tarp

Treasury Has Sold Its Last Shares of AIG (and Turned a Profit, Too)

The Treasury Department said Tuesday that it has sold all its remaining shares of AIG, wrapping up the government's biggest bailout of the financial crisis. With this sale, the government has received $22.7 billion more than the $182 billion in support it provided to AIG during the crisis.

Dear President Obama: Sell the Government's GM Stake Now

Dear Mr. President: I know you're proud of the effort made by your team back in 2009 to save General Motors. You should be. But as good as this GM thing has been for you, with the election now over, it's time to let go and direct the Treasury to sell its stake in General Motors.

Uncle Sam's GM Investment Is Still Coming Up Short

The Treasury says it expects to lose more than $25 billion on its bailout of the auto industry -- mostly on its GM investment. But we've also been told GM paid back the Feds. How does this add up, and what has to happen for taxpayers to get their money back?

Government Motors: Why Won't D.C. Sell Its GM Stock?

Thanks to TARP loans that saved GM, the Treasury ended up with a major stake in the world's largest automaker, and it still holds 500 million shares -- 32% of the company. Here's the reason it won't be selling them any time soon.

GM Posts Record Earnings: Is It Ready to Repay Bailout?

2011 was the most profitable year in General Motors' history. Thanks in large part to the $50 billion government-assisted restructuring it received, GM's U.S. operation is in good shape. So is it ready to fully pay back Washington now? Well, that depends on Europe.

Bank Bailouts Cost Much Less Than the FDIC Expected

Given the level of public outrage over the government's rescue of banks during the financial crisis, the final cost to the taxpayer of keeping those failed institutions afloat turns out to have been relatively modest: The FDIC has paid out a mere $8.89 billion to 165 banks since the crisis began.

It's Not Too Late to Buy Into the Bullish Stock Market

The S&P 500 has nearly doubled from its post-crash lows, and small investors are finally getting off the sidelines again. Normally, that would be a danger sign for a correction, but right now, all signs point to the upward stock market trend continuing in 2011. Here's why:

Where's an Extra $1 Trillion in Spending Going?

Remarkably, Washington spends $1 trillion more a year now than it did a mere three years ago. But trying to figure out where all that extra money is going is no simple matter. However, a lot of slicing and dicing does yield some answers -- none of which are very satisfying.

House Votes to End 'Car Czar,' 'Pay Czar' Posts

Republicans in the House of Representatives voted Thursday to eliminate the Obama administration's "car czar," as well as the "pay czar" who oversees compensation at companies bailed out with TARP money, and seven other presidential advisers.

GM and Chrysler Will Pay Bonuses to Salaried Workers

Less than two years after they exited bankruptcy, Chrysler Group and General Motors will soon distribute bonuses to salaried employees in recognition of their efforts to help revive the once-flagging Detroit automakers. The payout is likely to anger the companies' unionized workers.

Though Chrysler Is Still Unprofitable, Employees Earn a $750 Bonus

Union employees at Chrysler Group will receive a $750 bonus next week as an acknowledgment of their contributions in helping to revive the once-bankrupt company, the automaker said Monday. Salaried workers, excluding the company's top 50 executives, will also receive the payment.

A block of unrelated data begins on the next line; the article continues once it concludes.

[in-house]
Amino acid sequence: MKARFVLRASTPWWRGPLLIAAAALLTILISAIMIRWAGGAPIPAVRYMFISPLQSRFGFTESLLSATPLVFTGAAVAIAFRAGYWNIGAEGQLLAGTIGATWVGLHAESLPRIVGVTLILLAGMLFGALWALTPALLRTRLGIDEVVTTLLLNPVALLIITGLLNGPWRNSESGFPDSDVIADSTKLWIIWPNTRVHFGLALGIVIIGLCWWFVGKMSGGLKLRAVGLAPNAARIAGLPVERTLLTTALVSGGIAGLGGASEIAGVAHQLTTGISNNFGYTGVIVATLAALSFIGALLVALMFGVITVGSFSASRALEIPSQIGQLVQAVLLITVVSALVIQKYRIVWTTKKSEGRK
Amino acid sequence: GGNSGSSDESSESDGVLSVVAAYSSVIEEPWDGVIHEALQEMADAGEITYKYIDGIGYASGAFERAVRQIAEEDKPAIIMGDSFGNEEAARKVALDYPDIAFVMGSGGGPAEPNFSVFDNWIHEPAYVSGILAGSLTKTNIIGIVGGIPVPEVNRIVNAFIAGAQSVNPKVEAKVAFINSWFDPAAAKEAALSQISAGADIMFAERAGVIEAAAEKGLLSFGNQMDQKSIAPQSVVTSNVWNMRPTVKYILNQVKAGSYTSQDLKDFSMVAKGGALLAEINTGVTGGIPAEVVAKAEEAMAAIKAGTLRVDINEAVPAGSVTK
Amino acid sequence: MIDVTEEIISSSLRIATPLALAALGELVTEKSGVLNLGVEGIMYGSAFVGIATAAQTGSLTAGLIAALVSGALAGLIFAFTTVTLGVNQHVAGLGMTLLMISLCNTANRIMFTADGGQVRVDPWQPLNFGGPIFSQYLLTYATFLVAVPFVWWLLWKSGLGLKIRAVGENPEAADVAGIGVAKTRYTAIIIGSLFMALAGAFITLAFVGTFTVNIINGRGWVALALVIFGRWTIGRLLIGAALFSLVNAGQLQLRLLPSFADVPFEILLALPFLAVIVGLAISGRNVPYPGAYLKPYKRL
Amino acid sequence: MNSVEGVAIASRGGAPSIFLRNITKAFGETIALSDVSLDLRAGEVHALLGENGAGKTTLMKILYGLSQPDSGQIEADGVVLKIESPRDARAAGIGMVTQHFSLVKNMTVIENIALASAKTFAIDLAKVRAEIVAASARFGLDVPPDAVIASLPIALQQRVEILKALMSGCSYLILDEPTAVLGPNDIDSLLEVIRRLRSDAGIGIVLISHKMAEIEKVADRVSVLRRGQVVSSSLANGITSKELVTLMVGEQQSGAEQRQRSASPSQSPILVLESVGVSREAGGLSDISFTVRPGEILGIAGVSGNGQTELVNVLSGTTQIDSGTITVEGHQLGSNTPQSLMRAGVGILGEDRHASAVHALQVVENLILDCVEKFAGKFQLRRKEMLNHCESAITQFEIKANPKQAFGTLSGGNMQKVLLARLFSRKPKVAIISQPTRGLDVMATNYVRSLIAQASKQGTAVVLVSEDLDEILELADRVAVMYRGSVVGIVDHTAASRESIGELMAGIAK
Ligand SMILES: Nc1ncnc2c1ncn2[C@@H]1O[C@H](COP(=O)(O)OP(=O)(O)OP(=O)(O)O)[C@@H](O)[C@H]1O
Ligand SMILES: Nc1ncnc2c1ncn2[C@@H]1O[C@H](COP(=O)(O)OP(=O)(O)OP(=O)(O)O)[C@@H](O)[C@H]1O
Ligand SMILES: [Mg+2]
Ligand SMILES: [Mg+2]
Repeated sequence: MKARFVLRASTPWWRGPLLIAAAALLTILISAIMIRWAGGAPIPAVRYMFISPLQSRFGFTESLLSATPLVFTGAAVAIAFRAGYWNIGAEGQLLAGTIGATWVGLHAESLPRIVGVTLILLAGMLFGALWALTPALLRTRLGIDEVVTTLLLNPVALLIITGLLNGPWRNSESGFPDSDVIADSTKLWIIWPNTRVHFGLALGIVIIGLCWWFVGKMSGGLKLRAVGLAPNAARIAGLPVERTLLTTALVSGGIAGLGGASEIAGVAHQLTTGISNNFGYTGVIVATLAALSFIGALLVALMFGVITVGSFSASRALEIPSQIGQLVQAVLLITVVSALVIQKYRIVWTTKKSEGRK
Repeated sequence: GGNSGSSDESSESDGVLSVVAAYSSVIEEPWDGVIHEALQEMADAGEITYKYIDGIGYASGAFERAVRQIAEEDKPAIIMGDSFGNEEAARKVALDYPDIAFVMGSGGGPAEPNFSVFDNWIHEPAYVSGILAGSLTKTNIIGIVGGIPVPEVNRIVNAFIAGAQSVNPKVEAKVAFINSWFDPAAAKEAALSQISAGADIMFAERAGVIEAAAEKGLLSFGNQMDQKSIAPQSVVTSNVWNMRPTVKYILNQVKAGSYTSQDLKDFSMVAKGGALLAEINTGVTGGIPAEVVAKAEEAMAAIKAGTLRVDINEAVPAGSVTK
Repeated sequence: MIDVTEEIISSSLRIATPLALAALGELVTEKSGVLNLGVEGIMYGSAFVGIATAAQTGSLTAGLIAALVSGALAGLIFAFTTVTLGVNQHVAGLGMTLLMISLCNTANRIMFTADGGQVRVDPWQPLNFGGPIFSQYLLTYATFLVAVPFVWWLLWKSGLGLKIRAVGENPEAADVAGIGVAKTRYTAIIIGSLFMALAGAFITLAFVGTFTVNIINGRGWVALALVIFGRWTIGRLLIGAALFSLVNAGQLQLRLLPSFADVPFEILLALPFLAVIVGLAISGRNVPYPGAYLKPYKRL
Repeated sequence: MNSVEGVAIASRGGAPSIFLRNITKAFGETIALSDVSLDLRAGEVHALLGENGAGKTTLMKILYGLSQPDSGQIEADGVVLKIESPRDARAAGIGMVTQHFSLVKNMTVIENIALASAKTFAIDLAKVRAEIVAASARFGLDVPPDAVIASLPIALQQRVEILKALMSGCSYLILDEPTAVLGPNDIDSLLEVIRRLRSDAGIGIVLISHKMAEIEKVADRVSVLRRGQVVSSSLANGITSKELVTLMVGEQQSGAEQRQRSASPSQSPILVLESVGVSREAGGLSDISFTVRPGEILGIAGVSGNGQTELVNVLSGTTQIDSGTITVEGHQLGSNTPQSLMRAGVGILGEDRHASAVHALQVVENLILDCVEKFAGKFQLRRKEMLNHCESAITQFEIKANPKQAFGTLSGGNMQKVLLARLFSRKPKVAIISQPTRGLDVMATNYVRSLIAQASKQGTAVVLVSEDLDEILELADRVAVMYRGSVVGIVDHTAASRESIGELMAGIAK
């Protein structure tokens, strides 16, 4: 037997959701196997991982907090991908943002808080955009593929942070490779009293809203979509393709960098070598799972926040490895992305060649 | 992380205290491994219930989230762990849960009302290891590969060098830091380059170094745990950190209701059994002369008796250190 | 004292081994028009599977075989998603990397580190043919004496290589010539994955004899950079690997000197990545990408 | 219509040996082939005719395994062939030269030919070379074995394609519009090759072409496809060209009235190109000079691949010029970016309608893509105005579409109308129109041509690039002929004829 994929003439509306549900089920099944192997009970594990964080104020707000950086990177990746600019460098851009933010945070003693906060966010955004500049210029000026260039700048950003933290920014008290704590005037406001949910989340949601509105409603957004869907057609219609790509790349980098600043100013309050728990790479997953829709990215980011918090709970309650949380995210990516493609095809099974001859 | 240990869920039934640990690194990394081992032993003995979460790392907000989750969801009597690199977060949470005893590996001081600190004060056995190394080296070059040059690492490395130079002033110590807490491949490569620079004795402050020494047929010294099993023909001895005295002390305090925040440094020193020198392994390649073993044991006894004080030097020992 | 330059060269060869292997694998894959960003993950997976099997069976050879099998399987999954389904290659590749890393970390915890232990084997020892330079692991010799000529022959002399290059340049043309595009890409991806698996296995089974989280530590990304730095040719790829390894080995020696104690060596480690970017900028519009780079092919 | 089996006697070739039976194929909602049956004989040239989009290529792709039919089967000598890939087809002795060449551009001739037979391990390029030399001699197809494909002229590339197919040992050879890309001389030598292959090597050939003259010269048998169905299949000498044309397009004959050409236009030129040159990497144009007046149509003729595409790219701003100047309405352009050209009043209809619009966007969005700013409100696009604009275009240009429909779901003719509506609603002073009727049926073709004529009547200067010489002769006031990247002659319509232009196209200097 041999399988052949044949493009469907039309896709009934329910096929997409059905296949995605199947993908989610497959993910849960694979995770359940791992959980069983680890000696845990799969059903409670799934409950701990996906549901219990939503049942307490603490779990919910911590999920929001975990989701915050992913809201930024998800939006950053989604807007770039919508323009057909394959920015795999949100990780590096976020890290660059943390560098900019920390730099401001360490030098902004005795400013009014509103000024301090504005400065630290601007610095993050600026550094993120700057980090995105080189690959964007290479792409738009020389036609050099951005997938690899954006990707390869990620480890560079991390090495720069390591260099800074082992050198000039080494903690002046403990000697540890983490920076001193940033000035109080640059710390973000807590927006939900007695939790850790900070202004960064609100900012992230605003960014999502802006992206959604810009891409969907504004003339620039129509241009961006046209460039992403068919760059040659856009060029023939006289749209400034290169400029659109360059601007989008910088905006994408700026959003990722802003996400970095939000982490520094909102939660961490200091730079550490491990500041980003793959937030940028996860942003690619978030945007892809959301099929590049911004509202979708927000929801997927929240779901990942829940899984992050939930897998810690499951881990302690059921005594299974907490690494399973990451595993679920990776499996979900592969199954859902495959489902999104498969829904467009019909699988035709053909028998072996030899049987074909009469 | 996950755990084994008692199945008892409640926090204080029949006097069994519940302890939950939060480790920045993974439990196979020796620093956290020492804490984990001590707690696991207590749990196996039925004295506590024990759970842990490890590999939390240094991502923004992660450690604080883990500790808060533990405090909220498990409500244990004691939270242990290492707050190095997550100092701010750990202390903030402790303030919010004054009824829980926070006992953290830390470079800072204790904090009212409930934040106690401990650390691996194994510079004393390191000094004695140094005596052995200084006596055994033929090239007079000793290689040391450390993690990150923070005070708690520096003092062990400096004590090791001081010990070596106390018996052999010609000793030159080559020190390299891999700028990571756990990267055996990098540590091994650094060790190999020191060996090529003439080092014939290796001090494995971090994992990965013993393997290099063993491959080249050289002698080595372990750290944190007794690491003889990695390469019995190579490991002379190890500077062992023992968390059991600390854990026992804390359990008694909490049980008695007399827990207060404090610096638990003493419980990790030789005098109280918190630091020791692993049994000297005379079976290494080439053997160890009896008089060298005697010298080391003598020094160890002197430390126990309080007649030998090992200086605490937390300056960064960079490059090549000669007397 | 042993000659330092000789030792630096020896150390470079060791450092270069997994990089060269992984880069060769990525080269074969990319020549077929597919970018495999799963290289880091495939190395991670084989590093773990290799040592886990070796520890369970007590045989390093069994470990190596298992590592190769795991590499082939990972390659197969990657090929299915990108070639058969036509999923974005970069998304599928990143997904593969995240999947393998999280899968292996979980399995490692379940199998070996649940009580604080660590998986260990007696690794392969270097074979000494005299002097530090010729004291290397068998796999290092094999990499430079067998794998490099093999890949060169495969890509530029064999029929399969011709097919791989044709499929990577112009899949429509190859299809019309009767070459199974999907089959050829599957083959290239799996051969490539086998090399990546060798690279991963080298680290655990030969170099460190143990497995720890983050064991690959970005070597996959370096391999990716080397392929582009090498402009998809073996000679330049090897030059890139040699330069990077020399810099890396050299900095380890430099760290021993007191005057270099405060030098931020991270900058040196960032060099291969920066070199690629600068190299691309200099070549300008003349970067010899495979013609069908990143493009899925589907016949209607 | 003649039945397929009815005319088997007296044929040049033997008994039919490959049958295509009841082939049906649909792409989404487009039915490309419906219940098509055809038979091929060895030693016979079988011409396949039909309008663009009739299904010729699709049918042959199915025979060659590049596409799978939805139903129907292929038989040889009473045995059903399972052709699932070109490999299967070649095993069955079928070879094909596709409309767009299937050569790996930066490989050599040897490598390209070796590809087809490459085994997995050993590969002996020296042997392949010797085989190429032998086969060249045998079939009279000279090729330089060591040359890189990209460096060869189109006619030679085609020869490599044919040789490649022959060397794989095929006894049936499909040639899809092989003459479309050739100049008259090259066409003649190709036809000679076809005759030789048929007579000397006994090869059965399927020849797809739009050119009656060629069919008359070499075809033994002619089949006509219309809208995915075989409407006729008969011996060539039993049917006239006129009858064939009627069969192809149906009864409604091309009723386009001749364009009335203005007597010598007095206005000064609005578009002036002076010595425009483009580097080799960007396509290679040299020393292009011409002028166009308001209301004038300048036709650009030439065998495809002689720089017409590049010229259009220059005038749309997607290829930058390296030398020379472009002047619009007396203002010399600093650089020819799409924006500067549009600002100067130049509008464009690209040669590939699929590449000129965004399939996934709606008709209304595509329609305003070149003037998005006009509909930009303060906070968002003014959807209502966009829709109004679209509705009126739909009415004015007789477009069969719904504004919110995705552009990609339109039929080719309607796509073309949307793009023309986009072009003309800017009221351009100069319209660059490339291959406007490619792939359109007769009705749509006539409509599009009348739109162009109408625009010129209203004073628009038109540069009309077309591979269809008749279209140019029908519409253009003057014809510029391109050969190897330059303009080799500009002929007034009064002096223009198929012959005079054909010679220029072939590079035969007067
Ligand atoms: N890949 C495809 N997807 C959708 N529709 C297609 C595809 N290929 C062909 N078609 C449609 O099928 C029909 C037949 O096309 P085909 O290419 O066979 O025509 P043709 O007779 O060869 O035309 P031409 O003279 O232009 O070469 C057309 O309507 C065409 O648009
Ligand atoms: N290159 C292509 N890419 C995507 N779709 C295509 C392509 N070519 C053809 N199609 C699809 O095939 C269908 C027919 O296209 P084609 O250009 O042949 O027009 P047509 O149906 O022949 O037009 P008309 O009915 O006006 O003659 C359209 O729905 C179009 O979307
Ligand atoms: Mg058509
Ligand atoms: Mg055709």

Citigroup Promotes John Havens to President and COO

Citigroup on Wednesday announced the promotion of John Havens, the head of its Institutional Clients Group, to president and chief operating officer. The move is designed to make the financial behemoth nimbler by cutting the number of executives who report directly to CEO Vikram Pandit.

Bailouts Earn $35 Billion for U.S. Taxpayers

The federal governments bailout program has earned the taxpayer nearly $35 billion in the last two years, The Associated Press said. Income from the Troubled Asset Relief Program (TARP) rose by almost 17% through November compared with the estimate in October, the AP said.

Bank of America Says It's Ready to Exit TARP

Bank of America has told U.S. regulators that it has met the final condition that was set on its plan to exit the government's Troubled Asset Relief Program. BofA, which repaid $45 billion in TARP funds in December 2009, needed to raise $3 billion in capital by the end of 2010.

Federal Reserve Releases Massive Amount of Bailout Data

The Fed on Wednesday released detailed information about the efforts it took to stabilize financial markets during the recent downturn. The Fed, which is facing increasing criticism from conservatives, defended its actions, and noted that no money was lost on its bailout programs.

AIG Sells $2 Billion in Bonds

Bailed-out insurance giant American International Group sold $2 billion of bonds in its first debt offering since it was rescued in 2008. The offering was an important test of whether investors think the insurer can stand on its own.

TARP Costs Fall to $25 Billion, CBO Says

The much-criticized Troubled Asset Relief Program (TARP) will end up costing the federal government about $25 billion, far less than previously expected. A report from the Congressional Budget Office (CBO) said that the costs will largely stem to funds given to American International Group (AIG), the auto industry and grants intended to avoid foreclosures.

GM IPO Brings In $11.7 Billion for the U.S. Treasury

The initial public offering of General Motors last week netted $11.7 billion for the U.S. Treasury, which invested taxpayer money into keeping the then-struggling automaker solvent during the financial crisis as part of its Troubled Asset Relief Program.